Mobile and location-independent workers who enjoy moving easily and often may also appreciate cohousing. Many modern co-living properties cater to these needs, offering fully furnished units and flexible rental terms so that occupants are never stuck in a lease.
While companies generally charge a premium for this convenience, the hassle-free experience may be worth the cost.
Since intentional living revolves around community, it can also provide a sense of belonging for digital nomads and remote workers, even when they’re far from home.
How Much Does Communal Living Cost?
In notoriously expensive areas such as Los Angeles, intentional living may be attractive to people who want to save money while still living close to the action. But does communal living cost less than living independently? Let’s take a look at the numbers for one LA suburb.
Communal living costs at the Penmar community in Venice Beach, which features daily cleaning and free Wi-Fi, can be as little as $795 per month. Compare that to the median of $2,900 for a one-bedroom apartment reported by RentHop, and co-living might begin to look pretty enticing. Of course, at this price point, you probably won’t have everything you’d like—you’ll likely exchange privacy and space for affordability. But that tradeoff might be worthwhile.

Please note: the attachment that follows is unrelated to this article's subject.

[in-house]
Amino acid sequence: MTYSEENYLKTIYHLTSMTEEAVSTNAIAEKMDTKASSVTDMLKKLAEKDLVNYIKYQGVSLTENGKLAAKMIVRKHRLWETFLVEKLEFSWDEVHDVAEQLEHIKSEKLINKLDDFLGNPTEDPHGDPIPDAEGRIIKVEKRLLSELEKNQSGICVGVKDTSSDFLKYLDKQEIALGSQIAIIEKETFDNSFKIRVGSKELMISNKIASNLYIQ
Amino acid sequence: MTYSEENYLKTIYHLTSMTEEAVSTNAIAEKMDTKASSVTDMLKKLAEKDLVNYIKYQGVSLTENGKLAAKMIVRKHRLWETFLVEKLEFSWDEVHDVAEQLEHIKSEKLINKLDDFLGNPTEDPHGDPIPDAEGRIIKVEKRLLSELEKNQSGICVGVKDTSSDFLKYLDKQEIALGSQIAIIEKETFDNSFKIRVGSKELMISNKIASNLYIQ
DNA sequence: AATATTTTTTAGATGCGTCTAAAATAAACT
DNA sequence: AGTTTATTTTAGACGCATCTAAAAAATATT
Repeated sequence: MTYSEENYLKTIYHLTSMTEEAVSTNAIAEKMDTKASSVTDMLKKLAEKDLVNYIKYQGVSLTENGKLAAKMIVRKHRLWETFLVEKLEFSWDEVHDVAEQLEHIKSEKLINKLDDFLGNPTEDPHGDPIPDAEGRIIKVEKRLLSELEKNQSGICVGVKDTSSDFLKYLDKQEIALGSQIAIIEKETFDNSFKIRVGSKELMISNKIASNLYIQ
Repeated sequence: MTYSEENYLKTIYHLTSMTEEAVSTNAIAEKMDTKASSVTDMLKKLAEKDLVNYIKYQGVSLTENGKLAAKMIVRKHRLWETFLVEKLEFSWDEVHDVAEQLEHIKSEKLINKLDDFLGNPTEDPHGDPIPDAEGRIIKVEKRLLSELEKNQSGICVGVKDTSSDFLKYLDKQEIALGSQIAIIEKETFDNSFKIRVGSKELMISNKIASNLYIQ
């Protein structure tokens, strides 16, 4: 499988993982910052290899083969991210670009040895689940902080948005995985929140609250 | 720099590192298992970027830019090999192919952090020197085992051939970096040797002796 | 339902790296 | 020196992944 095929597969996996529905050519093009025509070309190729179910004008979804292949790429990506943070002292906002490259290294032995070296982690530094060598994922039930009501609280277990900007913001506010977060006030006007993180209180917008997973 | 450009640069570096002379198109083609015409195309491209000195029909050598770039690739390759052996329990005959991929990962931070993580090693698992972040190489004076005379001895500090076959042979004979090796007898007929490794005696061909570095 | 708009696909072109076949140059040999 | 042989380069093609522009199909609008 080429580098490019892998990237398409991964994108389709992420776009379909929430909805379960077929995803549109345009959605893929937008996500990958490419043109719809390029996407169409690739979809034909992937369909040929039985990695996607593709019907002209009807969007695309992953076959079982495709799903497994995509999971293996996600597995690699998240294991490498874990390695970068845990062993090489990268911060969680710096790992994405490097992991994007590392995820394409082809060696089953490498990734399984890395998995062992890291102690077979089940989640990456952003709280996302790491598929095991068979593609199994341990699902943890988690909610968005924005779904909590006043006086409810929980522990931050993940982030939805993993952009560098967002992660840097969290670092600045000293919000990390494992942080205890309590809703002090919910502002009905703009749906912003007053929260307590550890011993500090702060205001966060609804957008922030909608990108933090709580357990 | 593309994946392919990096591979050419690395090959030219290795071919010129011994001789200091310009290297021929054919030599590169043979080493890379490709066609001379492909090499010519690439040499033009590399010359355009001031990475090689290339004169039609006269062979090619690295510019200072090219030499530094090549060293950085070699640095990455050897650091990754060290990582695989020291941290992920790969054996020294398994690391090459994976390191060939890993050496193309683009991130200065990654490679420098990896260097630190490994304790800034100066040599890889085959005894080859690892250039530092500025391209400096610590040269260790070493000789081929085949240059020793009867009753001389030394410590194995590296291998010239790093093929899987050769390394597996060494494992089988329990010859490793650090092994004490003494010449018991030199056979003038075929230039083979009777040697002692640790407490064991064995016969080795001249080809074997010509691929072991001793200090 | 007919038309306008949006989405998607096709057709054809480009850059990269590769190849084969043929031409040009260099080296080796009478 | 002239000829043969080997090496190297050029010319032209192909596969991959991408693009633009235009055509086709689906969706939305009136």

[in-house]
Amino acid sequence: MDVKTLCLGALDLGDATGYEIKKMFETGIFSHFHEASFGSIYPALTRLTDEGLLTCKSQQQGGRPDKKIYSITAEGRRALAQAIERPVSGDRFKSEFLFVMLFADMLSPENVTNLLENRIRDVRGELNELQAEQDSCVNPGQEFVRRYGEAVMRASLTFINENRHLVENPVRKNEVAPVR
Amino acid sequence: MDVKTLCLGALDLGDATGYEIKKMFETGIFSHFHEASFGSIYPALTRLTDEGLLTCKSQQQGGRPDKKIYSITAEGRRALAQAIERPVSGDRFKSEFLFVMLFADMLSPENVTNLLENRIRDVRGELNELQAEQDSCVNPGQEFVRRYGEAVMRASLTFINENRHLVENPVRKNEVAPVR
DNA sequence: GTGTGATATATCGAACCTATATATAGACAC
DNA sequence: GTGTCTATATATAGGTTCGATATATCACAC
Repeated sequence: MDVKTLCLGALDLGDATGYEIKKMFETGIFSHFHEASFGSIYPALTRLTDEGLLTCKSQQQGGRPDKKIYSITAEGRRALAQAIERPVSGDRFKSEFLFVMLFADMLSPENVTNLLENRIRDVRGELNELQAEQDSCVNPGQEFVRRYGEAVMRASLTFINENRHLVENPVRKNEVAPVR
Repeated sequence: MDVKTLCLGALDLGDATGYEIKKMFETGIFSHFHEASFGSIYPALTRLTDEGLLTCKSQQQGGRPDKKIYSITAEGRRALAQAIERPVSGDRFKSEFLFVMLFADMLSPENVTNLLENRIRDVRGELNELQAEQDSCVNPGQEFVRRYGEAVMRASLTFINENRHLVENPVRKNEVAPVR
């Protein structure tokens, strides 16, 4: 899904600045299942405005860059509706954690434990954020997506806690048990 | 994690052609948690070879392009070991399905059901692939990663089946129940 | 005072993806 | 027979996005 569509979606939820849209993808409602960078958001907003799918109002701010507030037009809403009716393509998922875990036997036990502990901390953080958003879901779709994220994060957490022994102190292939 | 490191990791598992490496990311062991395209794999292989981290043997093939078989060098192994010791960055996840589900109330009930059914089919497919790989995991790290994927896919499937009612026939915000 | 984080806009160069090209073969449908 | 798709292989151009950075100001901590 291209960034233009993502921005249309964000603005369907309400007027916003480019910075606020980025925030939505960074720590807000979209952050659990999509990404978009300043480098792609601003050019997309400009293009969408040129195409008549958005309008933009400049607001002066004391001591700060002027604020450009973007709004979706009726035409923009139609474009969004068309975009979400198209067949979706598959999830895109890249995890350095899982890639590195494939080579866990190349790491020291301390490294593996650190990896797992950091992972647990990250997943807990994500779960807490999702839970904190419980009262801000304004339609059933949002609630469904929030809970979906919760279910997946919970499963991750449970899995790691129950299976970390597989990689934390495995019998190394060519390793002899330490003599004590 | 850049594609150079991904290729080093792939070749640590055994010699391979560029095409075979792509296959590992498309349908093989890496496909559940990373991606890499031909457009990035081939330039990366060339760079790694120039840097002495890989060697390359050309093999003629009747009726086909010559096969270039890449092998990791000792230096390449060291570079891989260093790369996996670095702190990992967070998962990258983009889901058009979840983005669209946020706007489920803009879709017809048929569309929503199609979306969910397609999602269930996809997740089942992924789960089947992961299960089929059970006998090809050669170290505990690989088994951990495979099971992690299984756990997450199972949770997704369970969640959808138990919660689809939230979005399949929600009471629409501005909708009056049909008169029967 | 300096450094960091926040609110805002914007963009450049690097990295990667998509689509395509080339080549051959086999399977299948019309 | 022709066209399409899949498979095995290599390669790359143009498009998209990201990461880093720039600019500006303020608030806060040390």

In other areas, intentional living communities offer single-family homes within a neighborhood. For example, Wild Sage is a cohousing community in Boulder, Colorado, where houses cost more than the Denver metro average; at the time of this writing, a three-bedroom, three-bathroom home was listed for $725,000. However, residents pitch in to share maintenance of communal spaces, which leads to lower homeowners association (HOA) rates.
Some cohousing options include premium amenities. Studios in the New York City WeLiving community start at $3,091 per month but include furnishings, housekeeping services, 24/7 front-desk staff, and a shared chef’s kitchen.
In short, shared living costs will vary according to your needs, location, and desired level of community engagement, from inexpensive pods to pricey premium condos to close-knit neighborhoods.
How to Decide If Cohousing Is for You
When deciding whether to take the plunge into communal living, you’ll need to consider much more than just cost. Although cohousing can be cheaper, you’ll also be delving into an extended family of sorts. Ask yourself a few questions as you consider whether co-living is right for you:
- How much privacy is important to you? Are you happy to share a kitchen and living space, or would you prefer your own separate suite?
- Will you enjoy daily, weekly, or monthly get-togethers with your community?
- Do you want to contribute labor or expertise, such as cooking or gardening?
- Do you want a longer-term community or one with many fresh faces?
It’s important to consider these factors before committing, especially if you’re thinking about buying a home in a co-housing community. No matter what you decide, intentional living communities are an increasingly popular option and offer connection along with a place to call home.